American Alpine Jounrna and Accidents in North American Climbing

South America, Chile, Southern Patagonia, Torres del Paine National Park, Seasons Overview and a Note on Permits

  • Climbs And Expeditions
  • Climb Year:
  • Publication Year: 2001

Torres del Paine, Season Overview and a Note on Permits. The weather this season was the worst since at least 1996. From October to late March, we had maybe ten days of good weather for climbing. But March was excellent: we had more nice days in this month than in the rest of the season. April was good as well. In these months, the weather is more stable, and when we have a nice day, it is more or less always (there are no rules in Patagonia) followed by more nice days. The only problem with the climbing in March and April is that the days are shorter (it is light from 7 a.m. to 7 p.m. in March).

A word about permits. Climbers must first contact the Chilean Embassy to ask for a DIFROL (Direccion de Fronteras y Limites) permit. This border permit is free; climbers simply need to send a copy of their passport and a brief note explaining where they are going to climb. If they can’t to do it beforehand, it is possible to get a permit in Puerto Natales, but it takes five days. One can also do it in Santiago, where it will take perhaps one day. However, since it makes no sense to waste time and money in town, I recommend that climbers secure the permit before arriving in Chile.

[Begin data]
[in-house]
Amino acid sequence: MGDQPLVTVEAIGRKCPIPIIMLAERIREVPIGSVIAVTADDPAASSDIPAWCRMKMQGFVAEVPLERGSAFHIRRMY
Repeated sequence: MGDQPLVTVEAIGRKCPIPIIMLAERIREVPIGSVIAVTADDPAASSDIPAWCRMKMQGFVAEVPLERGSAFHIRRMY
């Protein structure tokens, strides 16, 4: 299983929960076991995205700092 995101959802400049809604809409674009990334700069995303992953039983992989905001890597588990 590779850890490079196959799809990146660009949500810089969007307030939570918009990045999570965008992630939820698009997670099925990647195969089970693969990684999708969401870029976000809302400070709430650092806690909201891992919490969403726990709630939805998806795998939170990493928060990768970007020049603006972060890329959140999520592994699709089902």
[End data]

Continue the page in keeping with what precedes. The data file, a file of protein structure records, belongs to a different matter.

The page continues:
Once in Paine National Park, contact the administration of CONAF (Corporacion Nacional Forestal, the forest service of Chile). With the DIFROL permit and U.S.$100 per person, you receive the final climbing permit. The permit covers all the climbs that you want to do while you are in the Park.

Hernan Jofre, Chile

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